New Year Jitters
Q1 2022 – JANUARY
For many people, the start of a new year is a time for reflection, refocusing and resolutions. For those prioritizing stress management in 2022, the volatile ride in financial markets to start the year has likely not helped with blood pressure regulation. While we lack formal cardiology training, hopefully our global financial market assessment can provide some remediation.
As investors rapidly priced in additional US interest rate hikes (alongside a progressively more hawkish sounding Federal Reserve), global equity markets took a nosedive in January with the MSCI All-Country World Index falling 4.6% in Canadian dollar terms. US “big tech” and growth stocks were hit particularly hard, as the NASDAQ 100 Index fell 7.9%. Of course the escalating situation on the Ukrainian border only added to market skittishness.
Major central bank rate hiking cycles need to be taken extremely seriously, as they are the most common cause of modern recessions. Beyond the direct economic implications of higher corporate borrowing costs, rising rates also have a contractionary effect on equity valuation multiples, as future earnings and cash flows get discounted at a higher rate. This is particularly acute for growth stocks, which tend to trade on higher multiples to account for their superior future earnings potential.
So why are we taking these developments in stride? For starters, we find the probability of a recession to be very low. Fiscal stimulus has been engaged in numerous major global economies, debt levels are manageable, household wealth (particularly in the US) has soared and pent-up demand still exists for a wide variety of goods and services. The bond market appears to agree with us. Instead of inverting, per the chart below the US treasury yield curve actually steepened in January. As noted in our most recent Ask Forstrong publication, major equity bear markets outside of recessions are exceedingly rare.
From a global perspective, there is little evidence of coordinated monetary tightening. The European Central Bank is scaling back asset purchases, but continues to advocate a transitory inflation view and defer rate hikes. The Bank of Japan is showing no signs of wavering from its ultra-loose policy positioning. China is actually easing monetary conditions after tightening throughout 2021 and most other major emerging market central banks are nearing the end of their rate hiking cycles.
We believe that investors are likely overestimating the speed and magnitude of impending US rate hikes. Part of the communication strategy of the Federal Reserve has been to keep inflation expectations anchored, as soaring expectations can become self-fulfilling in nature. Accordingly, in this case hawkish rhetoric actually helps maintain stability and buys the central bank time to gauge the incoming data. With high base effects and the gradual resolution of supply chain bottlenecks, US inflation is likely at or near its peak.
Our view remains that central bank tightening will not derail the global equity bull market (at least not in the near future). As with all bull markets, corrections will occur at various stages and provide a healthy cooling off period to remove market froth. With the path of least resistance for interest rates likely to be higher, we continue to avoid growth stocks in favour of more attractively valued segments of the market (generally found outside of the US) and remain overweight sectors such as financials which thrive on a steeper yield curve.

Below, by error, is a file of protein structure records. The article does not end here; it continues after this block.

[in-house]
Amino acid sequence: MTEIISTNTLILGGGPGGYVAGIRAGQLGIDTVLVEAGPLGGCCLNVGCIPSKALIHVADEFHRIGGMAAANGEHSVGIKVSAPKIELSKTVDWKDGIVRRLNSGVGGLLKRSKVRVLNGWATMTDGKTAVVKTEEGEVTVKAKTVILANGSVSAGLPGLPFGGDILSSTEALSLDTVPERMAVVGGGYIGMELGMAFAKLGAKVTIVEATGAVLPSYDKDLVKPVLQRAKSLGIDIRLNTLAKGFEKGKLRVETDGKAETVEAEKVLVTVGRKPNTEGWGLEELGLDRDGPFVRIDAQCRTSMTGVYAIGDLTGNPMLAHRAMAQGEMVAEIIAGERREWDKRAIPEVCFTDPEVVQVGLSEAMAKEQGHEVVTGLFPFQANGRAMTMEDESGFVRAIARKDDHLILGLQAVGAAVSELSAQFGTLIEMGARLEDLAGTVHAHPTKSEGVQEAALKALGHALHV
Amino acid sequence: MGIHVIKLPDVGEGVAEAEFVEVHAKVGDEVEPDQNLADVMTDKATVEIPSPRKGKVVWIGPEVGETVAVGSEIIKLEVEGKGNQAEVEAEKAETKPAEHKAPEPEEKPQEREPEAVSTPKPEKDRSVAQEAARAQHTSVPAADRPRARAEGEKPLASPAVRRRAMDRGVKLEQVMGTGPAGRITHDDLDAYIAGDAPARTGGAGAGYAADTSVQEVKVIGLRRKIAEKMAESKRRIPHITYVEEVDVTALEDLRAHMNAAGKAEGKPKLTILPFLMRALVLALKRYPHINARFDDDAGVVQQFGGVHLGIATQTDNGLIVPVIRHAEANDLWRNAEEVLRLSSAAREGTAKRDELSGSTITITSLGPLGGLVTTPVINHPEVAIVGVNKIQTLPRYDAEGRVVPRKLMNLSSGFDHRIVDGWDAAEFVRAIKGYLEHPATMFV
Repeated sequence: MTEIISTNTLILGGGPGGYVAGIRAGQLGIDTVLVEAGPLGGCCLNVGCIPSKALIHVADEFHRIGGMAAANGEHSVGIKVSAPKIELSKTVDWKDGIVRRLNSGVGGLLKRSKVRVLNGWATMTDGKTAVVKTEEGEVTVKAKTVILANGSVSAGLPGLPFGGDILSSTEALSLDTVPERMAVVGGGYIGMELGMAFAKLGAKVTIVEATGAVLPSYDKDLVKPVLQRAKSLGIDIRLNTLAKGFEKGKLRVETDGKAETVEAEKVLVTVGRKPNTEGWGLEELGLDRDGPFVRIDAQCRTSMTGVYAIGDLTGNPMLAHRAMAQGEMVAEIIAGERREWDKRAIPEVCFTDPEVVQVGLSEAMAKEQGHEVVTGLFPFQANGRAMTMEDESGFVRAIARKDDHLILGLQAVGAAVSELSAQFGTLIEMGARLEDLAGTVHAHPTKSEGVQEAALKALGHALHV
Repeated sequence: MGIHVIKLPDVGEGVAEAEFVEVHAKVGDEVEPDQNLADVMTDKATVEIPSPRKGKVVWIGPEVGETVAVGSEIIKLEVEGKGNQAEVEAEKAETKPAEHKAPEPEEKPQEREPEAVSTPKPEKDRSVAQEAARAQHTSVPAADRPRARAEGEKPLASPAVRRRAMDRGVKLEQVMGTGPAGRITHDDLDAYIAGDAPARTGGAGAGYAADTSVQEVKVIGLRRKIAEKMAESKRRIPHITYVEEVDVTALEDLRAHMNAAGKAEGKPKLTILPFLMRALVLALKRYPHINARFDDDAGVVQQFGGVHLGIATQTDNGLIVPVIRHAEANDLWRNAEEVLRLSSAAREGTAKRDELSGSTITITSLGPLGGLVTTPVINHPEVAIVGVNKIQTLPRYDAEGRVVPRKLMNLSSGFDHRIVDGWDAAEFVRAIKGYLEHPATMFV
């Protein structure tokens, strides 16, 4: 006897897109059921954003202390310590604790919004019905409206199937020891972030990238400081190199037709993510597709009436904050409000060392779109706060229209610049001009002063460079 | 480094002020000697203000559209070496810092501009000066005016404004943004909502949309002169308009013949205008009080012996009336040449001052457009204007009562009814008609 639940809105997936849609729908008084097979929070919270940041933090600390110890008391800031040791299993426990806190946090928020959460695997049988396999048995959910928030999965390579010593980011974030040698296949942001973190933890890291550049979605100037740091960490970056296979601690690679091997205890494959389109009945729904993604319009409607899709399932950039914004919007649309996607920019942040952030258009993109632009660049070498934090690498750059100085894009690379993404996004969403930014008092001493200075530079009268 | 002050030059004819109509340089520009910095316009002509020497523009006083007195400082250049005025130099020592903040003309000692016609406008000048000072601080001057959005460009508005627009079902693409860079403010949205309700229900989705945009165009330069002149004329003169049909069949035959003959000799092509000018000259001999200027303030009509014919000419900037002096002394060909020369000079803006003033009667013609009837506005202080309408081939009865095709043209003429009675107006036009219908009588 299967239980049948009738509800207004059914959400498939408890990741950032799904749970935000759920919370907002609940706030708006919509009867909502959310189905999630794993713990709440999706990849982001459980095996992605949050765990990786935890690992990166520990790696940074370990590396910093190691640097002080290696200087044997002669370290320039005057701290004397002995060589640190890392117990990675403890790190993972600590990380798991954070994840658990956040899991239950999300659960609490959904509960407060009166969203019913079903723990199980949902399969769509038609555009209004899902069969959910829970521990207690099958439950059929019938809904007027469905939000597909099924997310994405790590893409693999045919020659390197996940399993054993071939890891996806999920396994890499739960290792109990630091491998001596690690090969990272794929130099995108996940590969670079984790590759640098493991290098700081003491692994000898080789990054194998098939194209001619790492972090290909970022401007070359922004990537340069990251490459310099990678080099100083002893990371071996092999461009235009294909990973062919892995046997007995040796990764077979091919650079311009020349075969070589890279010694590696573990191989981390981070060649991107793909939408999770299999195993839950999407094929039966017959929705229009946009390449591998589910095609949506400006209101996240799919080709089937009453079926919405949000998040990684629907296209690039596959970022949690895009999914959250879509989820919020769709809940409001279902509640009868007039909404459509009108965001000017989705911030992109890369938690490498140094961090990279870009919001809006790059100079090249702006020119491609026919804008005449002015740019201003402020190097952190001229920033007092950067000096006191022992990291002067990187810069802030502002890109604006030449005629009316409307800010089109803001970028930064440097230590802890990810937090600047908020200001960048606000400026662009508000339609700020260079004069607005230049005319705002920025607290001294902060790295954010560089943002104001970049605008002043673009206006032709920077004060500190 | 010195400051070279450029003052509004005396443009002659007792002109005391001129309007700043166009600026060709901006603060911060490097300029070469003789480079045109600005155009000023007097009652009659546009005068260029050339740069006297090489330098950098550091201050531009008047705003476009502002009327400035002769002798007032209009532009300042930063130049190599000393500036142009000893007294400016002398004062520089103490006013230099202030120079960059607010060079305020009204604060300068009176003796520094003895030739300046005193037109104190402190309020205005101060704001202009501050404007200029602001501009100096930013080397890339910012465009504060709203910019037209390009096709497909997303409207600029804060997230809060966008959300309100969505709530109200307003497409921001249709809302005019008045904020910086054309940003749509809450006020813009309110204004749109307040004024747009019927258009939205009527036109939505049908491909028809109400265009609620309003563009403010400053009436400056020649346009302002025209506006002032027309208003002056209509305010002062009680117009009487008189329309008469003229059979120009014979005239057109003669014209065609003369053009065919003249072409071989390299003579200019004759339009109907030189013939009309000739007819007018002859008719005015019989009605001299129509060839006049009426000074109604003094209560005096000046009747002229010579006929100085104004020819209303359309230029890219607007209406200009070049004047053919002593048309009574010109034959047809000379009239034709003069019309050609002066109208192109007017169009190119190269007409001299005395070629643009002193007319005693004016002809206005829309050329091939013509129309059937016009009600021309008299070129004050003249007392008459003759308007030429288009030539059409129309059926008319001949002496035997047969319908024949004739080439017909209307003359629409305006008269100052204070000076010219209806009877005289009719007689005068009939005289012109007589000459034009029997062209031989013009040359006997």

CASH AND CURRENCIES
The US dollar has reversed course in recent months, moving from weakness to strength as investors brought forward their expectations of Federal Reserve tightening. We continue to see downside risk emanating from long-term overvaluation, counter-cyclicality and the possibility that the Bank of Canada may be more aggressive than the Fed in tackling inflation. We have elected to maintain our partial hedge on US dollar exposure this quarter.
We maintain our view that the yields offered on longer-term developed market bonds are completely insufficient to compensate for their high degree of interest rate risk. While we do not view a sudden spike in longer-term yields to be a highly likely scenario in the near term, risk is nonetheless significantly skewed to the upside. We have added investment grade floating rate note exposure to further portfolio shorten duration this quarter.
We continue to view equities as the best option in a reflationary environment, as economic growth should be supportive of earnings and corporations are able to “pass-through” a portion of their rising input costs to consumers. Policymakers in major economies are likely to maintain a gradualist approach to tightening that should not be forceful enough to derail the recovery. Equity exposure in client portfolios remains overweight and has been increased this quarter.
Hong Kong equities struggled in 2021 as concerns about exposure to the Chinese property sector, continued political risk and weak consumption (in part due to relatively onerous travel restrictions) all weighed on performance. The asset class trades at deeply depressed valuation multiples and the financial sector-heavy index should benefit from bellwether Chinese companies moving their primary listings from the US to Hong Kong. We have initiated a position in Hong Kong equities in balanced and growth-oriented strategies this quarter.